Australian naval force pilots struck by lasers in South China Sea

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BEIJING (AP) — Australian naval force helicopter pilots were hit by lasers while practicing in the South China Sea, driving them to land as a safety measure, an observer stated, describing the most recent occurrence in the contested waters where China has ventured up the defense of its territorial claims.

Researcher Euan Graham, who was onboard the Royal Australian Navy flagship HMAS Canberra on a voyage from Vietnam to Singapore, said that the lasers had been pointed from passing angling vessels while the Canberra was being trailed by a Chinese warship.

China keeps up a strong maritime militia in the South China Sea composed of fishing vessels prepared to complete missions barely shy of battle. China guarantees the key waterway in its entirety and is touchy to all remote maritime activity in the territory, particularly by the U.S. and its partners, for example, Australia.

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“Was this startled fishermen reacting to the unexpected? Or was it the sort of coordinated harassment more suggestive of China’s maritime militia? It’s hard to say for sure, but similar incidents have occurred in the western Pacific,” Euan Graham composed on the website The Strategist run by the Australian Strategic Policy Institute , an autonomous, non-partisan research organization based in Canberra. The record of the incident showed up Tuesday.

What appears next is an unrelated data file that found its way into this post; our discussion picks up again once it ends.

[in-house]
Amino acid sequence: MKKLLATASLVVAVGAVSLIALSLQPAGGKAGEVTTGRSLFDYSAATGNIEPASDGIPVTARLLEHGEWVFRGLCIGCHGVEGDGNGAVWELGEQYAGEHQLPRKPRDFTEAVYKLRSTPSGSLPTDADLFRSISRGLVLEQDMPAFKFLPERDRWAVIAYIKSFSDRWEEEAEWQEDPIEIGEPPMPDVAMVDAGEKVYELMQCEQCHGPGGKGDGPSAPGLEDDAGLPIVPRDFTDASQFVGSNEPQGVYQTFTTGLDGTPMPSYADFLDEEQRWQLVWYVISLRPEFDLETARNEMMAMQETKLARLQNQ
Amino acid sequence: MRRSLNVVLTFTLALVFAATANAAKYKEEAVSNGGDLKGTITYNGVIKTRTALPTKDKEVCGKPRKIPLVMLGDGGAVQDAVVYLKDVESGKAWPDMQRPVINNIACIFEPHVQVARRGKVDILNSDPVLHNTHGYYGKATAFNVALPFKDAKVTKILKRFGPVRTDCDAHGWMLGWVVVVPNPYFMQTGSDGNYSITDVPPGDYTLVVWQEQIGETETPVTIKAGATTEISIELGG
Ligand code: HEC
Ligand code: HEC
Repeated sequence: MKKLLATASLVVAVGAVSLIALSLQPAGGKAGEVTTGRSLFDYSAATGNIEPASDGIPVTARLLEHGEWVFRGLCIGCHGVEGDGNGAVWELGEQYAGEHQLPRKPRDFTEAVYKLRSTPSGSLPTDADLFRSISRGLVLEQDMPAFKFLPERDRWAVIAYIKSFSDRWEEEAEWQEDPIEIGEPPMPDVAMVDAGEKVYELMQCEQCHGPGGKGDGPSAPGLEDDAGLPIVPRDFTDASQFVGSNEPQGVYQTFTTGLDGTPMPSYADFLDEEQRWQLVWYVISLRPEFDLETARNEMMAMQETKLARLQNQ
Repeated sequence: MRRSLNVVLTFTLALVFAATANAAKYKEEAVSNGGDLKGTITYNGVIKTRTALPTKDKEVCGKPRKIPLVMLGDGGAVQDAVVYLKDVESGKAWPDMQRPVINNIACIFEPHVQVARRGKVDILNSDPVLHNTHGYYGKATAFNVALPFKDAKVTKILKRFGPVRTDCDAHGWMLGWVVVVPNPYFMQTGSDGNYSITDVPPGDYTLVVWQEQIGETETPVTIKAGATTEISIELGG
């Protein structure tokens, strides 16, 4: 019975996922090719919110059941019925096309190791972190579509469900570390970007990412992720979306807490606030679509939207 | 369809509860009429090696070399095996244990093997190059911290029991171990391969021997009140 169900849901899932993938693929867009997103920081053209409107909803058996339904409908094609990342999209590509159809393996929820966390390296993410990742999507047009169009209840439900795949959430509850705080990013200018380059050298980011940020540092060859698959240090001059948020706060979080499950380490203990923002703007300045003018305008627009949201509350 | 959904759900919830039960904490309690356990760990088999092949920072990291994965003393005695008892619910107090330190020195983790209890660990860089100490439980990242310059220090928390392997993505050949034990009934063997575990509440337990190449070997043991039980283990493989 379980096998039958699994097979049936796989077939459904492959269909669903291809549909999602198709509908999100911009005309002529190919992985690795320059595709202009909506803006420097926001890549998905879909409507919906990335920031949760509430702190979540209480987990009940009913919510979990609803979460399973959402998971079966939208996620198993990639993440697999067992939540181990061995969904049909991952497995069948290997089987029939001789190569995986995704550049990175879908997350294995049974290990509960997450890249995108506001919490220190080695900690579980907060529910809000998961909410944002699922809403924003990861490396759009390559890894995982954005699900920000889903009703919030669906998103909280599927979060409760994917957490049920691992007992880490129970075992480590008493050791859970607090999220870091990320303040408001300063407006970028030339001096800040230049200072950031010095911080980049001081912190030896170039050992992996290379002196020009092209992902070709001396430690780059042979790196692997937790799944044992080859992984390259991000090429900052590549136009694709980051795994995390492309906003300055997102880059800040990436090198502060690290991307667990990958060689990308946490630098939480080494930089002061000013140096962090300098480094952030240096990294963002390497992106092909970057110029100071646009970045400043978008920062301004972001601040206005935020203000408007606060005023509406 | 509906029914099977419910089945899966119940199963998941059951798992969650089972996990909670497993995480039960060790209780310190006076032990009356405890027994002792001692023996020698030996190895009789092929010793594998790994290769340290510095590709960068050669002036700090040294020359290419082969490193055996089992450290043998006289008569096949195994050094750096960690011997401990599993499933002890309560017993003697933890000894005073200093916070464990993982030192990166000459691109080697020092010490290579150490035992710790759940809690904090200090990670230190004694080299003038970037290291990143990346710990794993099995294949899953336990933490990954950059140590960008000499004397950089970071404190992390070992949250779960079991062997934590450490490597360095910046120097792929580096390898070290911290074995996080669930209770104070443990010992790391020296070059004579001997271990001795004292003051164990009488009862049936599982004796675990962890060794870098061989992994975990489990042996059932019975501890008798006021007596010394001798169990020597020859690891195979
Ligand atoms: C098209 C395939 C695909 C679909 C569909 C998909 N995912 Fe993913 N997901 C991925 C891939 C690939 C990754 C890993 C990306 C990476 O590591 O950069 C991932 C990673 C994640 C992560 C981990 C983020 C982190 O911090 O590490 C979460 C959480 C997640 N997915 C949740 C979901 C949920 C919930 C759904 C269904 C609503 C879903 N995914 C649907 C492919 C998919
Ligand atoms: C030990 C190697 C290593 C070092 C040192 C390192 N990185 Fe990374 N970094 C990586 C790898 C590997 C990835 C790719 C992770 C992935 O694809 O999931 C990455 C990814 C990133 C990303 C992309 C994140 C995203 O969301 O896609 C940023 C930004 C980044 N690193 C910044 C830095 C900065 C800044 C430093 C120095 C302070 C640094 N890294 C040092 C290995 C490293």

Similar incidents including lasers and the Chinese military have likewise been accounted as far away as Djibouti, where both the U.S. and China have bases. A year ago, the U.S. grumbled to China after lasers were aimed at an aircraft in the Horn of Africa country that brought about minor wounds to two American pilots.

China denied that its powers targeted the U.S. military aircraft.

Graham said that while bridge-to-bridge correspondences with the Chinese amid the voyage were polite, the Chinese demanded that the Australian warships tell them ahead of time of any adjustments to their course.

That was something the Australian naval force was “not about to concede while exercising its high-seas freedoms,” Graham wrote.

He said that the steady nearness of Chinese vessels shadowing foreign boats seemed to show that the Chinese fleet had developed sufficiently to enable it to have vessels lying in wait for simply such orders.

He said their trailing activities likewise seemed to demonstrate that China’s over-the-horizon observation capacity was maturing too, bolstered by innovation based at points, for example, Fiery Cross Reef in the challenged Spratly island group where China has built army bases and an airstrip atop coral reefs.

Five different governments have claims in the South China Sea that overlap with China’s, and the U.S. and its partners demand the right to sail and fly anyplace in the territory is allowed under international law, regardless of China’s contrasting interpretation of such rules.

Graham, who is official executive director of La Trobe Asia at La Trobe University in Australia, was one of the many academics welcomed to watch Australia’s engagement exercise Indo-Pacific Endeavor 2019.

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